Natsuhiko Kyogoku 26 March 1963

Natsuhiko Kyogoku (京極 夏彦 Kyōgoku Natsuhiko, born March 26, 1963) is a Japanese mystery writer,
who is a member of Ōsawa Office.[1]
Three of his novels have been turned into feature films; Mōryō no Hako, which won the 49th Mystery Writers of Japan Award, was also made into an anime TV series, as was Kosetsu Hyaku Monogatari, and his book Loups=Garous was adapted into an anime feature film. Vertical have published his debut novel as The Summer of the Ubume.[2]
Kyogoku was born in Otaru, Hokkaido. After dropping out of Kuwasawa Design School, he worked as a publicity agent and established a design company.
In 1994, Kodansha published his first novel The Summer of the Ubume (姑獲鳥の夏 Ubume no Natsu). He has since written many novels, and received two Japanese literary prizes; Kyogoku won the 16th Yamamoto Shūgorō Prize for Nozoki Koheiji  in 2003, and won the 130th Naoki Prize for Nochi no Kōsetsu Hyaku Monogatari  in 2004.[3]
Most of his works are concerned with yōkai, creatures from Japanese folklore; he describes himself as a yōkai researcher. This preference was strongly influenced by Shigeru Mizuki, who is an eminent yokai specialist.[4]
Kyogoku participates in Mizuki’s World Yōkai Association and is a member of the Kanto Mizuki Association and the Research Institute of Mysterious and Marvelous East Asian phenomena.
Kyogoku considers yōkai folklore to be a form of sublimation and applied this idea to his novels.[5]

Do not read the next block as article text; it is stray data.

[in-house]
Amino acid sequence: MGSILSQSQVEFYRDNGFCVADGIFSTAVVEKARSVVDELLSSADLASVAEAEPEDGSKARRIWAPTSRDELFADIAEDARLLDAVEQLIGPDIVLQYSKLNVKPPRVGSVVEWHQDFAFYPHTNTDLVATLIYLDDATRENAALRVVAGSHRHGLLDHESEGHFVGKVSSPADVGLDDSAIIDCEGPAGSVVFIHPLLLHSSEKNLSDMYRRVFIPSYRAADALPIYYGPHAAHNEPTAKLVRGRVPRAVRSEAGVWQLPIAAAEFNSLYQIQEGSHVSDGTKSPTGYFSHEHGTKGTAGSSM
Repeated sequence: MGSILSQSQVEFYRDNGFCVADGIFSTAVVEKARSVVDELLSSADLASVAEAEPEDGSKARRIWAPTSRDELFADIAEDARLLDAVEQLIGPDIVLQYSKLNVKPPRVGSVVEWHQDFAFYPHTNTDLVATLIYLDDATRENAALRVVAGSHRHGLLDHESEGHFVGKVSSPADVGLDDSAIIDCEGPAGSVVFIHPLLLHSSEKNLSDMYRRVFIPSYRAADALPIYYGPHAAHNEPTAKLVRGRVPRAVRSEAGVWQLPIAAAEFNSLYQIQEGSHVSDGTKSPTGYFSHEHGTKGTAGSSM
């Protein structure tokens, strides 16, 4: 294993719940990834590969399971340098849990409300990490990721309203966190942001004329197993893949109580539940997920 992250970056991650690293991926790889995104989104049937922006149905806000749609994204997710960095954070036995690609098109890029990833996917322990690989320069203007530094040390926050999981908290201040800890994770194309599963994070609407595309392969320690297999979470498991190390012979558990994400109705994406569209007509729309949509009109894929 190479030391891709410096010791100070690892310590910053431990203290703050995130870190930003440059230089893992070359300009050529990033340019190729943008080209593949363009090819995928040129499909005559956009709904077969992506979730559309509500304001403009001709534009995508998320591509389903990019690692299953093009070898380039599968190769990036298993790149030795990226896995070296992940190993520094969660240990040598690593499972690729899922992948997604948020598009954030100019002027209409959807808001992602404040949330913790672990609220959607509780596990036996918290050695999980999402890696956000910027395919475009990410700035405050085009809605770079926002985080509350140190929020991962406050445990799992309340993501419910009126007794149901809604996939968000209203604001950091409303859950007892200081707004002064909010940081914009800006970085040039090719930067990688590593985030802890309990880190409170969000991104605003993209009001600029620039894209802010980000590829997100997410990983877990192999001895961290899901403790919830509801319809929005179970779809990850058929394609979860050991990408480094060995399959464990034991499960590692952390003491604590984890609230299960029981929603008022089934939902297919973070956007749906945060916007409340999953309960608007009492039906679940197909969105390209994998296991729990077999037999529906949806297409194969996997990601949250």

His works are often advertised as yōkai novels by the publisher, and their covers reflect this. Nevertheless in his writing, yōkai themselves don’t appear, except as fables, which serve to explicate the criminal characters’ motives. For example, in The Summer of the Ubume, ubume is introduced as part of a ghostly expectant mother folklore, considered to be an expression of hate.[6]
However, ubume doesn’t actually appear until the end.
In Kyogoku’s works, especially the Kyōgokudō Series, the main character Akihiko Chuzenji (中禅 寺 秋彦 Chūzenji Akihiko) solves a case by clearing up a possession; this technique is called Tsukimono- Otoshi, the most striking aspect of his novels.
This term is from Onmyōdō: the exorcism of yōkai, demons or ghosts. Chuzenji does Tsukimono-Otoshi as part of his rhetoric he uses in exposing the criminal character’s hidden pathos, and likens the emotion to a particular yōkai folklore.
This often solves the mystery, but this result is only an unexpected by-product for Chuzenji.
Another characteristic of his work is book design: cover, thickness and layout. As explained above, he has founded a design company before, and after he became a novelist, has been working as a designer too.
Therefore, remarkably for novelists, he is always concerned with the binding process of his works directly, and sometimes designs other novelists’ books, e.g., Gankyū Kitan , Yukito Ayatsuji.[7]
Kyogoku’s books’ covers are elaborately designed to match their themes. In Kyōgokudō Series, the covers always represent yōkai featured in each weird story.